Jan 1, 2002
Published in: Topics in Economic Analysis and Policy, v. 2, no. 1, art. 3, 2002, p. 1-14
Posted on RAND.org on January 01, 2002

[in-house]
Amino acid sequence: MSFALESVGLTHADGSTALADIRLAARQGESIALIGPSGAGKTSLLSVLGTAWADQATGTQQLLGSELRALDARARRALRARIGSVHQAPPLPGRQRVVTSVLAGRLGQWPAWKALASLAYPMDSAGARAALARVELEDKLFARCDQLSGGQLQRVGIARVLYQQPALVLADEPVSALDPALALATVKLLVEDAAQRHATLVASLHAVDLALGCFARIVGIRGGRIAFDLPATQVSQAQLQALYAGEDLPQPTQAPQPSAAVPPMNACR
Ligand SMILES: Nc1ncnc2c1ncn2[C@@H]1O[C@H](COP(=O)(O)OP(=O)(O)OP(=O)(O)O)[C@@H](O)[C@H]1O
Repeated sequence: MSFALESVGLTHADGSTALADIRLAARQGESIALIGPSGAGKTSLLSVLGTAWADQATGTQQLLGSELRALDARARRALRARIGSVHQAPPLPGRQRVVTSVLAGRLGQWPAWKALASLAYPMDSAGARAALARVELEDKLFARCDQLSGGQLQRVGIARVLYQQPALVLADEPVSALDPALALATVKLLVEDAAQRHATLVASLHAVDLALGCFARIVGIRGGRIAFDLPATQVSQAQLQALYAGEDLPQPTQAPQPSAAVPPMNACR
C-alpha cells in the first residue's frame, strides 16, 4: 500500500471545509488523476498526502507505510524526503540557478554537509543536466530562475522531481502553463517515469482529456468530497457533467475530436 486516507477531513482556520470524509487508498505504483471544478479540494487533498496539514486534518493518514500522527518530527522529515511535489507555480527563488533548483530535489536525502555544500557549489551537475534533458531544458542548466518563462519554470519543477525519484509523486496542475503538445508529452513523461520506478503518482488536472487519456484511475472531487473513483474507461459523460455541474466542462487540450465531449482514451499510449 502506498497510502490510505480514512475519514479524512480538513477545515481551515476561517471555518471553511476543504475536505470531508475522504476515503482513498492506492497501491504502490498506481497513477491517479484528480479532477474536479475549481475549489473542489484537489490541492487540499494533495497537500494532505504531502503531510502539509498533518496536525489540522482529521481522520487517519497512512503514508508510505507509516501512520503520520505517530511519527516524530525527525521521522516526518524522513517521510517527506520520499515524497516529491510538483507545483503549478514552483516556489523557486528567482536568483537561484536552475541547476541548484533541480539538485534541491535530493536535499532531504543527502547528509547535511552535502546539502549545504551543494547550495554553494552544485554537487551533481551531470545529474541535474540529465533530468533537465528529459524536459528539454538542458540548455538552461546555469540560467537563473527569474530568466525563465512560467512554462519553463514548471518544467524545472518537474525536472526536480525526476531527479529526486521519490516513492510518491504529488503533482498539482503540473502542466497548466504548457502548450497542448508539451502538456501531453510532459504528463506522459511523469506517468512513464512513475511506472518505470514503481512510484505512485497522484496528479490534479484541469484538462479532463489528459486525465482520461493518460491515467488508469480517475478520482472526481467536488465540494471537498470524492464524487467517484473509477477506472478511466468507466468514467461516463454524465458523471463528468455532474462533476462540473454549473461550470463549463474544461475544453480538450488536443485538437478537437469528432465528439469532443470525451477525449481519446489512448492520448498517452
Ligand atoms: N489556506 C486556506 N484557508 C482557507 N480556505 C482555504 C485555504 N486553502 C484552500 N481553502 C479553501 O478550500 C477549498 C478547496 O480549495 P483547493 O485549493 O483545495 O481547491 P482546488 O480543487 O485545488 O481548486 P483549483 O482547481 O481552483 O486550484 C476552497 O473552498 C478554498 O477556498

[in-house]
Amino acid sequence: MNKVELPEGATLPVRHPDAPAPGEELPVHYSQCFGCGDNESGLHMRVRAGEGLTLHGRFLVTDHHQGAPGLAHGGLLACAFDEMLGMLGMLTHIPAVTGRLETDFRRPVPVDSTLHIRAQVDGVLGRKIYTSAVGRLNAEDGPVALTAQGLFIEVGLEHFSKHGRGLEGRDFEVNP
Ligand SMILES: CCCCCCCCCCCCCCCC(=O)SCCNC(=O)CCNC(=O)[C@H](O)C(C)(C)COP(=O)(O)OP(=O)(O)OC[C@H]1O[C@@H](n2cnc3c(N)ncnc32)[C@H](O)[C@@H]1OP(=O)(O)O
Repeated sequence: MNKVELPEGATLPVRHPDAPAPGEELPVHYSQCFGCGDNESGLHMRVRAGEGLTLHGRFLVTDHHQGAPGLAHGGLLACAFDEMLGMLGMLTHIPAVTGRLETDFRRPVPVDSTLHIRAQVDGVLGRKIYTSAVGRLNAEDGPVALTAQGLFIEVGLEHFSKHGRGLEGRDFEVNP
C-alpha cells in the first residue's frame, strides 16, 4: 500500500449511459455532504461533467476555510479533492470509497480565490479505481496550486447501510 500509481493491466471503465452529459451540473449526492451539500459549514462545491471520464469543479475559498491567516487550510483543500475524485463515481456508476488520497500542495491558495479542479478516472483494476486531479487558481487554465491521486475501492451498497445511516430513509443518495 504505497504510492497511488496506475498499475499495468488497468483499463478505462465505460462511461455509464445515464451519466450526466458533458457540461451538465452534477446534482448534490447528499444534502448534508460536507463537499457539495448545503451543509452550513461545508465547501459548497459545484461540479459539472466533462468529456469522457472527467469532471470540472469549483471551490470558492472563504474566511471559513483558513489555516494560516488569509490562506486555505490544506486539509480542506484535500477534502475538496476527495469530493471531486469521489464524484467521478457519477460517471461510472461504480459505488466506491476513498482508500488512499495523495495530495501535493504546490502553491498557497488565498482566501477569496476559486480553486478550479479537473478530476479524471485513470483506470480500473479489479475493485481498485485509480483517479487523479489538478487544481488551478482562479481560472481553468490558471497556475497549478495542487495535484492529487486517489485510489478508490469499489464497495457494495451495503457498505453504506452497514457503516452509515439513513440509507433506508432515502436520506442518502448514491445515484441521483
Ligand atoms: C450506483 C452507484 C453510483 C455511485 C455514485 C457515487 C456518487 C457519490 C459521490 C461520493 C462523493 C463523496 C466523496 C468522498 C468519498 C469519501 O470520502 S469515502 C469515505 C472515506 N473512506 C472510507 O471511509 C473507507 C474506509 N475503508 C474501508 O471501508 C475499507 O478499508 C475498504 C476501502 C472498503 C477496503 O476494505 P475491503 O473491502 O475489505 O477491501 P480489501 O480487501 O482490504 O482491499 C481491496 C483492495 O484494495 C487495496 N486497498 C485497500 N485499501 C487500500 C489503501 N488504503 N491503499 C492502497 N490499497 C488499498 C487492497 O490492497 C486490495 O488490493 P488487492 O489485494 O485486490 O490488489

Medicare does not have an outpatient prescription drug benefit. Recently, there has been renewed interest in adding a prescription drug benefit to the program. In this paper, the authors present a microsimulation model to predict drug expenditures in 2001 for a representative cohort of Medicare beneficiaries under the status quo and three different plans: (1) a catastrophic plan modeled on the Medicare Catastrophic Coverage Act (PL 100-360), which was passed in 1988 but repealed one year later after higher-income Medicare beneficiaries protested new premiums, (2) a zero-deductible plan that caps out-of-pocket expenses at $4,000 per year, and (3) a zero-deductible plan that does not cap out-of-pocket expenses. They use data from a representative sample of Medicare Part B beneficiaries from the 1995 Medicare Current Beneficiary Survey (MCBS) Cost and Use file. Under the status quo, drug expenses average $1,459 per beneficiary, out-of-pocket costs average $646, and 8.2% of the population has very high expenses (defined as more than $2,000 out-of-pocket for drugs). Under a catastrophic plan, average annual drug expenses are $1,344, out-of-pocket costs are $645, and 6.8% of beneficiaries have very high expenses. Under a zero-deductible plan that does not cap out-of-pocket expenses average annual drug expenses are $1,395, out-of-pocket expenses are $459, and 5.3% of beneficiaries would have very high expenses. Under a zero-deductible plan that caps out-of-pocket expenses at $4,000 per year, average annual drug expenses are $1,414, out-of-pocket expenses are $442, and 5.5% of beneficiaries have very high expenses.